Mild winter leads to certain insect concerns this spring

The lack of a deep freeze this winter has an agronomist concerned about overwintering pests.

Matt Montgomery with Pioneer tells Brownfield…

“If we’re talking about something like alfalfa weevil, that overwinters here, then yep.”  He says, “Very interestingly, at the end of February, people were beginning to send me pictures of alfalfa weevil chewing on alfalfa.”

In corn…

“Other overwintering insects like corn flea beetle, first generation corn borer, those we would see a little bit increased potential from just because survival is going to be that much better,” he says.

He says mild winters typically don’t impact other insect populations…

“Things like rootworms, things like Japanese beetle, those things are overwintering in the ground, so they’re normally buffered from our mild winter weather.”  He says, “And then we have other things like black cut worm that are actually migrating up from the south, and so, what happens here doesn’t really impact them.”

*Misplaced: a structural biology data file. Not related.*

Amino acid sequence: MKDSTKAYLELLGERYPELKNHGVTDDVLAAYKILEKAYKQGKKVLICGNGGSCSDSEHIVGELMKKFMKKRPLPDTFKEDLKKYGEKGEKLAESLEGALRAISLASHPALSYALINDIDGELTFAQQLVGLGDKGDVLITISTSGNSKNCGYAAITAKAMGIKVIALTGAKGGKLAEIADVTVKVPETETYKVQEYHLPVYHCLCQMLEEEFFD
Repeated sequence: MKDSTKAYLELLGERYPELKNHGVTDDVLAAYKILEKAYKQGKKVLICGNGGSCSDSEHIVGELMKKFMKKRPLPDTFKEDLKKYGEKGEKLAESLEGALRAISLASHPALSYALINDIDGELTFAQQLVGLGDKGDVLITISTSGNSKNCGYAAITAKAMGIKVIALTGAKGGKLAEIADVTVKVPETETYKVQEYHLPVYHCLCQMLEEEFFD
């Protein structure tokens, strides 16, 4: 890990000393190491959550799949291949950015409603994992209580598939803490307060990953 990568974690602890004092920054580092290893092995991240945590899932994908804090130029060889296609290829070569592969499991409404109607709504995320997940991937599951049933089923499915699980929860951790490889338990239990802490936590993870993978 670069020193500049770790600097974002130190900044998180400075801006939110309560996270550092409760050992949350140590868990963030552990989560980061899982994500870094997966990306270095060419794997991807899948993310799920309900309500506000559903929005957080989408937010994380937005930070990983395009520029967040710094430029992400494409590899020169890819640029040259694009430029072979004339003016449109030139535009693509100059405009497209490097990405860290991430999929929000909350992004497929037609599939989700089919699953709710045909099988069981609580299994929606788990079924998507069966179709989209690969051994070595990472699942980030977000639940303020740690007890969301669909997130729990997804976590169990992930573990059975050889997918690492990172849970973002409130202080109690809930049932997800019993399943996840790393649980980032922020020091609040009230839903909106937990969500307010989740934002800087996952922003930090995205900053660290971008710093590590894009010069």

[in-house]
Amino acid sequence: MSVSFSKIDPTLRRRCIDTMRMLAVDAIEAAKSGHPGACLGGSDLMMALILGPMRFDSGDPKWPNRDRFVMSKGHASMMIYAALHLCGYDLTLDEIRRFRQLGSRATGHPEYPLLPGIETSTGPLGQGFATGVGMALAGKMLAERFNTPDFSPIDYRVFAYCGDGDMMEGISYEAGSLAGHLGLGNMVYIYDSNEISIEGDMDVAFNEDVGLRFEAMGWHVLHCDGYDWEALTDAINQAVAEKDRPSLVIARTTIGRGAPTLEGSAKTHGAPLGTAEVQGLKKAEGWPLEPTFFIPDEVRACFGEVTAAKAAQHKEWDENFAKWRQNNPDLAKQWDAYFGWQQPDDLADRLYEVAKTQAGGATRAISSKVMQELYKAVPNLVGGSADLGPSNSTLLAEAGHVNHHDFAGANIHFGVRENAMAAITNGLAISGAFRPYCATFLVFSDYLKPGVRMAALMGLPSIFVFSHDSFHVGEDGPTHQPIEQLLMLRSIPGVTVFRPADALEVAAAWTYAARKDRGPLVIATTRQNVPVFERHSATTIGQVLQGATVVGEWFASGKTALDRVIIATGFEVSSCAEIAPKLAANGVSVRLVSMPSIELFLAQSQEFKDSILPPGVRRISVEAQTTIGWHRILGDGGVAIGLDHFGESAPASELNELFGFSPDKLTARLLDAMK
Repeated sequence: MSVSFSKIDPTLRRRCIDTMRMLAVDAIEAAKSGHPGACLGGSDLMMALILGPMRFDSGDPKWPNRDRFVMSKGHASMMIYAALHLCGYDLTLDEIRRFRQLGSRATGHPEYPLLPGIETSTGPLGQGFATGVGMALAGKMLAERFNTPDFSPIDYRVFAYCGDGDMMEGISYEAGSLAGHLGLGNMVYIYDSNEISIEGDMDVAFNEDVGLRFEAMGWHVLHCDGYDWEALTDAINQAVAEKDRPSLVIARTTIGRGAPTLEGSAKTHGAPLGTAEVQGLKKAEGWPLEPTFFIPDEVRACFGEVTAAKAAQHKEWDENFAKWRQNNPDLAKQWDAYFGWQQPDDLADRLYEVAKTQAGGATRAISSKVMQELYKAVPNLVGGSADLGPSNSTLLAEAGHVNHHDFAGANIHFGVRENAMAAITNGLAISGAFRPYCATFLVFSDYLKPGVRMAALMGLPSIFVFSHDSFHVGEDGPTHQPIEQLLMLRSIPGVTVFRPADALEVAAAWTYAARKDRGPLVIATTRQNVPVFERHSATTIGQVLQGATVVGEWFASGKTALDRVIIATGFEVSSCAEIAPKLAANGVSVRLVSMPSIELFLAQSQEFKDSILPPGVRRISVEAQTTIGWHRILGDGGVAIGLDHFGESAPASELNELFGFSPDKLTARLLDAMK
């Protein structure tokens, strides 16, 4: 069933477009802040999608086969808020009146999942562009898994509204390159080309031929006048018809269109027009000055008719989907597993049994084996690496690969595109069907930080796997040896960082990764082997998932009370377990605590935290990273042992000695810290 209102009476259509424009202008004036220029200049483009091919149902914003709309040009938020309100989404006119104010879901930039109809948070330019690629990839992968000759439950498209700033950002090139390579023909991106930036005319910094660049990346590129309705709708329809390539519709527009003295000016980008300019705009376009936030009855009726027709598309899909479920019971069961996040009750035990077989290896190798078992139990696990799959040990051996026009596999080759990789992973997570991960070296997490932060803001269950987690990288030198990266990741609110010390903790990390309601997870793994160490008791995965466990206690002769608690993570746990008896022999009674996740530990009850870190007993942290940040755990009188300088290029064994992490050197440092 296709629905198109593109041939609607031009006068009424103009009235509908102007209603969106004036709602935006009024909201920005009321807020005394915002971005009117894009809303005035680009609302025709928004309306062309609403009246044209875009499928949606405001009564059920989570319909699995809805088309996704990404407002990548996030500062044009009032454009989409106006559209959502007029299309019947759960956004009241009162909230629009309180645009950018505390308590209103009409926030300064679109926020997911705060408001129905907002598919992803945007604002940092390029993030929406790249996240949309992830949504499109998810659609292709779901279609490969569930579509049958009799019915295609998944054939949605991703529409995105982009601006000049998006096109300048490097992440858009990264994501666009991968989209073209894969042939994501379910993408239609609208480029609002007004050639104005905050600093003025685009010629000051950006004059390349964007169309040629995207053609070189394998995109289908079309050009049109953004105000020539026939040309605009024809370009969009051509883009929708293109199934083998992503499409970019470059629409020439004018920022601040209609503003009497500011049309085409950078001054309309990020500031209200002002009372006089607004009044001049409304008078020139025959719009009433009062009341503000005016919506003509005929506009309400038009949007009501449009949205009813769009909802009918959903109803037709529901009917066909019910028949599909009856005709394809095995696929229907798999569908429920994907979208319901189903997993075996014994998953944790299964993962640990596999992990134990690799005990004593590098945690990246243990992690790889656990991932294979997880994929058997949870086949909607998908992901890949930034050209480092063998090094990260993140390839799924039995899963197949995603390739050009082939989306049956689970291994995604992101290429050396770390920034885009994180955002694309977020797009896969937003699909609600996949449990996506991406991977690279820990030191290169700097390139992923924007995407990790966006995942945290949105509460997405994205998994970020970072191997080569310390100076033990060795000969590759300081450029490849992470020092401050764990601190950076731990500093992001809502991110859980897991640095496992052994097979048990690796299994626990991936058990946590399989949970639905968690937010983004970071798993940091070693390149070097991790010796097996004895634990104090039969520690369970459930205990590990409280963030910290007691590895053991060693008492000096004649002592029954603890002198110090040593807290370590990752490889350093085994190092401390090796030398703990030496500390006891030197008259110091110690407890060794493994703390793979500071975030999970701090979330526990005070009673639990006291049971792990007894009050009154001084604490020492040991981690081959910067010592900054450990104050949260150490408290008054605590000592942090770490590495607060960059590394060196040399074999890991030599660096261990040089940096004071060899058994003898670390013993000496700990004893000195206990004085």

Montgomery says fields with early season weed germination, or cover crop growth, should take priority when scouting for pests this spring. 

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